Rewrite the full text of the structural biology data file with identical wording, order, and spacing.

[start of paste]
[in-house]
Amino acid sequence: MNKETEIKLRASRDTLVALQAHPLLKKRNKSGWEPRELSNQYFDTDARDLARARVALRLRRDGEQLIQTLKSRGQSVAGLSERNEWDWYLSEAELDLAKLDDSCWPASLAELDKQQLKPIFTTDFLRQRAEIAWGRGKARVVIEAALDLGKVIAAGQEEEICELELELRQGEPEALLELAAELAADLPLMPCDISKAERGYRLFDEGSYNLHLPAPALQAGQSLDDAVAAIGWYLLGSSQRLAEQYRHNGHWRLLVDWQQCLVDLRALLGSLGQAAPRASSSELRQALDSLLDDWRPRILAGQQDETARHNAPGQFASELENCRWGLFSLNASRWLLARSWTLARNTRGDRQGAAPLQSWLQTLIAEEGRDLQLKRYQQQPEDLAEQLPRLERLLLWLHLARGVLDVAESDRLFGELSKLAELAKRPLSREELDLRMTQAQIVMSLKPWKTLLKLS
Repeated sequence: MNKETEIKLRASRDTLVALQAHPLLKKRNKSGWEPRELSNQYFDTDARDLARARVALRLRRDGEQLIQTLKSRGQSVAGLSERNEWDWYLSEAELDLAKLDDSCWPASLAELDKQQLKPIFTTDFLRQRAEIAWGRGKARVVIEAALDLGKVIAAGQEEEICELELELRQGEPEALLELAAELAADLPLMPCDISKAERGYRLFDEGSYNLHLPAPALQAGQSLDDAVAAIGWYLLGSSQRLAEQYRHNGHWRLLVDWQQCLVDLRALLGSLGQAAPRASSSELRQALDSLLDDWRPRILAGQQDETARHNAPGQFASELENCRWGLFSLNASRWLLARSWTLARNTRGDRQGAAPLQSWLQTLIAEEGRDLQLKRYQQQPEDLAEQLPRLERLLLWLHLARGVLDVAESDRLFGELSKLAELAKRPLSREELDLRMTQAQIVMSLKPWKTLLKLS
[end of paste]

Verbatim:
[in-house]
Amino acid sequence: MNKETEIKLRASRDTLVALQAHPLLKKRNKSGWEPRELSNQYFDTDARDLARARVALRLRRDGEQLIQTLKSRGQSVAGLSERNEWDWYLSEAELDLAKLDDSCWPASLAELDKQQLKPIFTTDFLRQRAEIAWGRGKARVVIEAALDLGKVIAAGQEEEICELELELRQGEPEALLELAAELAADLPLMPCDISKAERGYRLFDEGSYNLHLPAPALQAGQSLDDAVAAIGWYLLGSSQRLAEQYRHNGHWRLLVDWQQCLVDLRALLGSLGQAAPRASSSELRQALDSLLDDWRPRILAGQQDETARHNAPGQFASELENCRWGLFSLNASRWLLARSWTLARNTRGDRQGAAPLQSWLQTLIAEEGRDLQLKRYQQQPEDLAEQLPRLERLLLWLHLARGVLDVAESDRLFGELSKLAELAKRPLSREELDLRMTQAQIVMSLKPWKTLLKLS
Repeated sequence: MNKETEIKLRASRDTLVALQAHPLLKKRNKSGWEPRELSNQYFDTDARDLARARVALRLRRDGEQLIQTLKSRGQSVAGLSERNEWDWYLSEAELDLAKLDDSCWPASLAELDKQQLKPIFTTDFLRQRAEIAWGRGKARVVIEAALDLGKVIAAGQEEEICELELELRQGEPEALLELAAELAADLPLMPCDISKAERGYRLFDEGSYNLHLPAPALQAGQSLDDAVAAIGWYLLGSSQRLAEQYRHNGHWRLLVDWQQCLVDLRALLGSLGQAAPRASSSELRQALDSLLDDWRPRILAGQQDETARHNAPGQFASELENCRWGLFSLNASRWLLARSWTLARNTRGDRQGAAPLQSWLQTLIAEEGRDLQLKRYQQQPEDLAEQLPRLERLLLWLHLARGVLDVAESDRLFGELSKLAELAKRPLSREELDLRMTQAQIVMSLKPWKTLLKLS